Beware of the black cat ransomware: Dangerous and on the prowl
Black Cat Ransomware: During February 2022, Swissport was hit by a ransomware attack and the consequence of this led to flight delays and service disruption. BlackCat ransomware has now claimed they were behind the attack and stole data containing images of passports, internal business memos and personal information of job candidates.
Dubbed by some security analysts to be the “most sophisticated” ransomware group of 2021, BlackCat ransomware has already become quite infamous within the cybersecurity community. Earlier in February, some of its members confirmed the group was linked to the notorious BlackMatter operation. After this attack, it is likely the group will continue to strike, aiming for larger corporations or even government organizations.
Commenting on the activities of this group for Digital Journal is JP Perez-Etchegoyen, CTO at Onapsis. Perez-Etchegoyen outlines some of the possible methods of future attacks.
Perez-Etchegoyen considers the nature and complexity of the recent attack: “This attack further confirms that BlackCat ransomware is a highly sophisticated threat group that has become increasingly dangerous. Now with access to sensitive data like passports numbers, full names, and emails, it’s highly likely that BlackCat will be conducting additional malicious activities for monetary gain.”
Perez-Etchegoyen adds that one reason why the attacks are successful is based on the detailed knowledge that the group members possess about business information technology. According to the analyst: “Recent research shows that BlackCat ransomware incorporates knowledge about SAP business applications to properly function. This is of particular concern, as business-critical applications, like those from SAP, contain vital data (financial, customer, product, employee, etc.) that keep enterprises running.”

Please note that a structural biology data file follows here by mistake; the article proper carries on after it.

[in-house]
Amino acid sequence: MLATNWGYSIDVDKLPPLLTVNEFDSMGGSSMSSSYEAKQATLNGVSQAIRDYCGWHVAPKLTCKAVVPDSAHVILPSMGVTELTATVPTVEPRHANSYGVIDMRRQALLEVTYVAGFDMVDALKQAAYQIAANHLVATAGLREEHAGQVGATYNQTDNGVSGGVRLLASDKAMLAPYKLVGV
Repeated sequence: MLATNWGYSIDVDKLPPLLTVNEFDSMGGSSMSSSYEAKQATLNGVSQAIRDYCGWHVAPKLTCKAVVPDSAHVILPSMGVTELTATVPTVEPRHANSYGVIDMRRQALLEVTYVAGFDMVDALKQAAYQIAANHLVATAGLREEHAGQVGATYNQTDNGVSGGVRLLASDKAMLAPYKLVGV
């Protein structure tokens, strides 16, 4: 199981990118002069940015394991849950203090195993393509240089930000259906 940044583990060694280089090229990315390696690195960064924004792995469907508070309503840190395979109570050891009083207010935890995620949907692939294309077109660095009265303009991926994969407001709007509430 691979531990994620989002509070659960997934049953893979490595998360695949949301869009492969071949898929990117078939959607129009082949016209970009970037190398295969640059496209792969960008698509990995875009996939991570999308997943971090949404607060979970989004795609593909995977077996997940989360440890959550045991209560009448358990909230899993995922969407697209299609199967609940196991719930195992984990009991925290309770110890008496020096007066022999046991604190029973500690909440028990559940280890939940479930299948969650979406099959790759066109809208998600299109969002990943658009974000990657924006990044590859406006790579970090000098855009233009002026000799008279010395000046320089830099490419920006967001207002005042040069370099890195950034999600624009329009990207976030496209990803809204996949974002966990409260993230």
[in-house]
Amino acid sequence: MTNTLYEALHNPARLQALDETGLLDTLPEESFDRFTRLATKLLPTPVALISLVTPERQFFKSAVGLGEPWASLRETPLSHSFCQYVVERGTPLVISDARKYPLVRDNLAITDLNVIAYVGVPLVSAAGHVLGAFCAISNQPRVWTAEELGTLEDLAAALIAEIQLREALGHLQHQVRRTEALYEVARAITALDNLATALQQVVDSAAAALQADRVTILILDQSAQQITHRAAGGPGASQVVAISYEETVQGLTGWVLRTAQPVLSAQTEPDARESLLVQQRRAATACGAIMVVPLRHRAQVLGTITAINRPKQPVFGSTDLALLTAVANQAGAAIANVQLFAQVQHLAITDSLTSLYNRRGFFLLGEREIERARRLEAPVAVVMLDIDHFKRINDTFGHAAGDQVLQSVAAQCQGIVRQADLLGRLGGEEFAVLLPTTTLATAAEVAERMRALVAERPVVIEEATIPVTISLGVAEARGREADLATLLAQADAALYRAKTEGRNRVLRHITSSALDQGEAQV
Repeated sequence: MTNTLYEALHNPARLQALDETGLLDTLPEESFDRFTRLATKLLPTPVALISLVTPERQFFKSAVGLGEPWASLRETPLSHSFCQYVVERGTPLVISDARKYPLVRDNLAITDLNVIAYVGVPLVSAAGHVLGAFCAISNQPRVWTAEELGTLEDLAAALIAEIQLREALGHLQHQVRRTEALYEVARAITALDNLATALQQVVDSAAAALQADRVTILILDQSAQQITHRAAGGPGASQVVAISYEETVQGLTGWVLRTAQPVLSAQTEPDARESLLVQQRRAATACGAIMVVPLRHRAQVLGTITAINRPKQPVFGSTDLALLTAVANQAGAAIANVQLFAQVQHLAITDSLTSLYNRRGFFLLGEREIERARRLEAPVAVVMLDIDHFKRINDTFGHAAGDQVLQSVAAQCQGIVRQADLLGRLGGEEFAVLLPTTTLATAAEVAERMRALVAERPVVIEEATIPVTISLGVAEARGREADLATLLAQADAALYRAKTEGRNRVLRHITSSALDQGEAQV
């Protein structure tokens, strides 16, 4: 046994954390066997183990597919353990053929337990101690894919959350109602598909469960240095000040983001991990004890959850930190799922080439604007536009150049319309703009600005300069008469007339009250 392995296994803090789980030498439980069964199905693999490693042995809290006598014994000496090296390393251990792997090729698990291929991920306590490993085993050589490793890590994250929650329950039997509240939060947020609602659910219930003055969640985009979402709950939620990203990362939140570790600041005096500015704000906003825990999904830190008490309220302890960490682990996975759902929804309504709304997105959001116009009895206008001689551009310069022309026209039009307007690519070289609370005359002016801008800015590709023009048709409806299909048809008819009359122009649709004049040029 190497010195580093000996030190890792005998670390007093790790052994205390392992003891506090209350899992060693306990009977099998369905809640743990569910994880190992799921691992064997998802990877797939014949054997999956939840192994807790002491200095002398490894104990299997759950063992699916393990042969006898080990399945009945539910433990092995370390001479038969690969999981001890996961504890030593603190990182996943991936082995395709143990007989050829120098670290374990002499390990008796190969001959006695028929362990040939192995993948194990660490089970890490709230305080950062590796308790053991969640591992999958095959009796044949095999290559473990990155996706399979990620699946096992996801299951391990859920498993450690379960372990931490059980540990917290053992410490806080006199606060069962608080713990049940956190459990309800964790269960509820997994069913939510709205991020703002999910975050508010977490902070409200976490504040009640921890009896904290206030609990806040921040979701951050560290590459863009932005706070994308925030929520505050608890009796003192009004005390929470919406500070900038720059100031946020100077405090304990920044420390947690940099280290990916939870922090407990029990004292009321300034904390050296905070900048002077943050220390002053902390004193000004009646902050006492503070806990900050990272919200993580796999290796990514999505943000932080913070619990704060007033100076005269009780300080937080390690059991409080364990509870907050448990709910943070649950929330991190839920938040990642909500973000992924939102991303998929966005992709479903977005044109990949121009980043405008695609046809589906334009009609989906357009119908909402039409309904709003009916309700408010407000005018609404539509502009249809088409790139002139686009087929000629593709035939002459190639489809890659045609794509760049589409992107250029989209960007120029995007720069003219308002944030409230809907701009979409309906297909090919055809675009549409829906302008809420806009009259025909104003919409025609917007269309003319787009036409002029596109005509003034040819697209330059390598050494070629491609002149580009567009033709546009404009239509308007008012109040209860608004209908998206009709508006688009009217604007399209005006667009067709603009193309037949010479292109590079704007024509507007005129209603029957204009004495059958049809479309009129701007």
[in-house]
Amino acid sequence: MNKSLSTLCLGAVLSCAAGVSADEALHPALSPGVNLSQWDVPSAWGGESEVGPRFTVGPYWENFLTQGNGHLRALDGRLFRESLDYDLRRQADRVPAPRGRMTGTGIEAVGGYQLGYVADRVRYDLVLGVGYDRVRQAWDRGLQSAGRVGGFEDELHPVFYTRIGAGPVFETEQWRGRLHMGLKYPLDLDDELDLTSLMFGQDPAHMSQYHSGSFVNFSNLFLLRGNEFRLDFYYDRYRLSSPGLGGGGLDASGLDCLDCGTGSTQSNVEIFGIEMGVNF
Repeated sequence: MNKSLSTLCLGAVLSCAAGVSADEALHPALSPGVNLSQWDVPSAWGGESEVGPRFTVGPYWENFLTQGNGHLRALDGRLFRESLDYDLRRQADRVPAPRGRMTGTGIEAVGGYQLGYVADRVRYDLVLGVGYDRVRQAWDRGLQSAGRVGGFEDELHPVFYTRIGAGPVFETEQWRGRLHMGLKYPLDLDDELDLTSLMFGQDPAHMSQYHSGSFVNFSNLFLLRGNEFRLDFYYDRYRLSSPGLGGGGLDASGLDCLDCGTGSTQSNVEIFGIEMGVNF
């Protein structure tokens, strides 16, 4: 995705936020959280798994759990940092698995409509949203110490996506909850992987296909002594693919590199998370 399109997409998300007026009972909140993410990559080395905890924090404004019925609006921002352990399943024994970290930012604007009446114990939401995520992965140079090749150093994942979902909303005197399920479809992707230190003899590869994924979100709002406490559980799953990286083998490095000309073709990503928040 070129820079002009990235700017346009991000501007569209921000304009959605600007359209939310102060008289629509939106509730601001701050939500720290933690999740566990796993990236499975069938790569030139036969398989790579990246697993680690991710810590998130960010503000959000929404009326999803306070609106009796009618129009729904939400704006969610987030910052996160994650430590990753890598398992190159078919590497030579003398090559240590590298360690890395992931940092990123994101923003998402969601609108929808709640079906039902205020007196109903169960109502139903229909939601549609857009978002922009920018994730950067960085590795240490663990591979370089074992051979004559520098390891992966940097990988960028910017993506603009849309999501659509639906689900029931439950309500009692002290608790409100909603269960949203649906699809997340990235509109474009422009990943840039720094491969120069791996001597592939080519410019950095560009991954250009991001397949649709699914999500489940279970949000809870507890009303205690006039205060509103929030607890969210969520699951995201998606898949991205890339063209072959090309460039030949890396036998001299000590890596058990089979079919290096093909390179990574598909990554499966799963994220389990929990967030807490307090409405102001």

Whilst these applications have transformed the way businesses operate, they can also introduce unnecessary risk if not properly managed and secured. Here Perez-Etchegoyen points out an additional vulnerability connected to updating SAP and other important systems: “Organizations are not purposeful when it comes to securing these applications, opening significant security gaps. This makes threats like ransomware far more dangerous, as attackers often seek to exploit unpatched business-critical applications to steal valuable data.”
There are different measures that can be adopted, and Perez-Etchegoyen presents these as: “To protect their mission-critical applications and their business from sophisticated ransomware groups like BlackCat, it’s crucial for enterprises to assess all systems in their SAP landscape for any cyber threats, including missing patches, broad authorizations, insecure integrations or misconfigurations, and immediately apply all relevant mitigations.” Lastly, Perez-Etchegoyen recommends: “Furthermore, they must incorporate a business-critical application security program into their overall cybersecurity strategy to ensure these applications are effectively and comprehensively protected.”
What is Ransomware & How Does It Work?
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- Globally, 30,000 websites are hacked daily.
- 64% of companies worldwide have experienced at least one form of a cyber attack.
- There were 20M breached records in March 2021.
- In 2020, ransomware cases grew by 150%.
- Email is responsible for around 94% of all malware.
- Every 39 seconds, there is a new attack somewhere on the web.
- An average of around 24,000 malicious mobile apps are blocked daily on the internet.